If you hear someone calling “Balak balak!” in the streets of Fez, move aside. In the largely car-free medina in the ancient Moroccan city, donkey-drawn carts are the primary means of moving goods in and rubbish out. They travel at speed, and if you don’t want to become a casualty, you’ll let them pass. It’s just one of many things that make this historic souk a must for travelers, along with labyrinthine alleyways that lead who knows where. Prep for a multi-sensory experience and allow yourself to get lost, both physically and figuratively. Mitigate the pungent smell of ammonia that pollutes the air around the souk’s working tanneries with a nose bouquet of mint, or let the clatter of metalworkers guide you toward stalls selling bowls, teapots, and lanterns.

Columbia Road Flower Market - London, UK

Closeup of flower bouquets at flower market.
Credit: Orbon Alija/ iStock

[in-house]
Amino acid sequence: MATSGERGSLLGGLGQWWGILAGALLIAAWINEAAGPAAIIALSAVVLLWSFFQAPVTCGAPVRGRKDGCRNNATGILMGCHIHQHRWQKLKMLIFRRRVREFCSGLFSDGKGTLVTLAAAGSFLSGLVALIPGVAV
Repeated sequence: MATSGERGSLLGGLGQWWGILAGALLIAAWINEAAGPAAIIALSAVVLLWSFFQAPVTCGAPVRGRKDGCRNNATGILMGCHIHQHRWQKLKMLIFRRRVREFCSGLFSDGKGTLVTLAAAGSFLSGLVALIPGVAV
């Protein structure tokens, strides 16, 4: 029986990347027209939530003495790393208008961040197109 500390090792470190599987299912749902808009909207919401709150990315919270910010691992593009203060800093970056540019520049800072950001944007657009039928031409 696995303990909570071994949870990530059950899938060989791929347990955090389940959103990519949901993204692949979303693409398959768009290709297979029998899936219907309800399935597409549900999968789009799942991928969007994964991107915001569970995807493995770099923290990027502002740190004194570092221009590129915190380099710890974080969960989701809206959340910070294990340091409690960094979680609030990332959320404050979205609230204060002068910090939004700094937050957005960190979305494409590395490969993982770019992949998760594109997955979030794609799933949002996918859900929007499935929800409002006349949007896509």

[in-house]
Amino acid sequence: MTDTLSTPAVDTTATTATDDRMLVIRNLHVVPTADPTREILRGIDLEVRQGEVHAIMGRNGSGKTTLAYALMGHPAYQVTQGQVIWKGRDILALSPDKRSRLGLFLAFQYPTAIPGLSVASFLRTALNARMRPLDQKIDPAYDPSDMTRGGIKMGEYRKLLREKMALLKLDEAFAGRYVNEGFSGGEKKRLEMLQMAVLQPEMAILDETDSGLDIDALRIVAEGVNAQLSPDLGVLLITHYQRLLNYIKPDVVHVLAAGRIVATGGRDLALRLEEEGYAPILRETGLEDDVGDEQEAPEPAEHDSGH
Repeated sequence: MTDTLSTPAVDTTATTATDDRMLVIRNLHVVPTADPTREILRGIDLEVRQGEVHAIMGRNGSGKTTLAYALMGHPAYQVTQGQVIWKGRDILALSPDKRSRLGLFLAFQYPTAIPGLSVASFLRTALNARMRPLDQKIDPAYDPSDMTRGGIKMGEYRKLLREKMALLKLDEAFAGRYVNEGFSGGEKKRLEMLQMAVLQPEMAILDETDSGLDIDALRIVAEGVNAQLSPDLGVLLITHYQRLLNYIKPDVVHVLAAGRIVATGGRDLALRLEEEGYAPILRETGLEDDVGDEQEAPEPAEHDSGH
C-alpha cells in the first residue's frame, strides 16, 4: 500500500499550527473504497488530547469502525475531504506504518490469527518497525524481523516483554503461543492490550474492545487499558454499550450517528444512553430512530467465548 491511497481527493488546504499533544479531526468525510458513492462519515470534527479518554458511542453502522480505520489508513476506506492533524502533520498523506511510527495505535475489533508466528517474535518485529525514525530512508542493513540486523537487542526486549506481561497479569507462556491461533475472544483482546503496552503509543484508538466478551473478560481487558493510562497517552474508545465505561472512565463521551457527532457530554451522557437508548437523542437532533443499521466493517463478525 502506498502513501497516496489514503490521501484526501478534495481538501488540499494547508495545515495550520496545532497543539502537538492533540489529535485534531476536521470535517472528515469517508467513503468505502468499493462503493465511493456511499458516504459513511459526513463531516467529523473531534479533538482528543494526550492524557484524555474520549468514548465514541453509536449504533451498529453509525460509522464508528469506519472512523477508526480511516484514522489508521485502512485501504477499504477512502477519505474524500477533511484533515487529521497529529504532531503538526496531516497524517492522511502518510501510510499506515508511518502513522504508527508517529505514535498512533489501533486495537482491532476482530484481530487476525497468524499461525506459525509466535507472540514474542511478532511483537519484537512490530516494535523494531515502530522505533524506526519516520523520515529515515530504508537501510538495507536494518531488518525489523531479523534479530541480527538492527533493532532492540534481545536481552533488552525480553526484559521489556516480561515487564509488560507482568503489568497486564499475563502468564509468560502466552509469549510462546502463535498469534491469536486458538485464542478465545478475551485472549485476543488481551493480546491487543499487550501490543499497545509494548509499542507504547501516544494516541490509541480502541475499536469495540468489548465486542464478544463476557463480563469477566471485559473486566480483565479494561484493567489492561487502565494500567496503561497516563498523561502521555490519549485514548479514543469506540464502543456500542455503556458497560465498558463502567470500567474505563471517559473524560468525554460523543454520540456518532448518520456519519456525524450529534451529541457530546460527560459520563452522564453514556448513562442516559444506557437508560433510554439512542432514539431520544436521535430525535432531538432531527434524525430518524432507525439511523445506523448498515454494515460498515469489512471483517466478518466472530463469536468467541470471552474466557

London’s market tradition goes way back – foodie favorite Borough Market, for instance, can trace its history back to the 12th century. Markets are littered across the British capital. Rummage for antiques or vintage clothing on Portobello Road, enjoy street entertainment from musicians and magicians at Covent Garden or admire the splendid architecture of Leadenhall Market in the heart of the City. One market that’s often overlooked, however, is Columbia Road Flower Market. It takes place on Sunday mornings in Bethnal Green, an East London neighborhood within easy reach of trendy Hoxton and Shoreditch. Stallholders hawk colorful flowers and pots of herbs in front of 19th-century storefronts, with the best plants to be had when the market opens at 8am. Hang around for brunch and then head over to nearby Brick Lane and Spitalfields to make a day of it.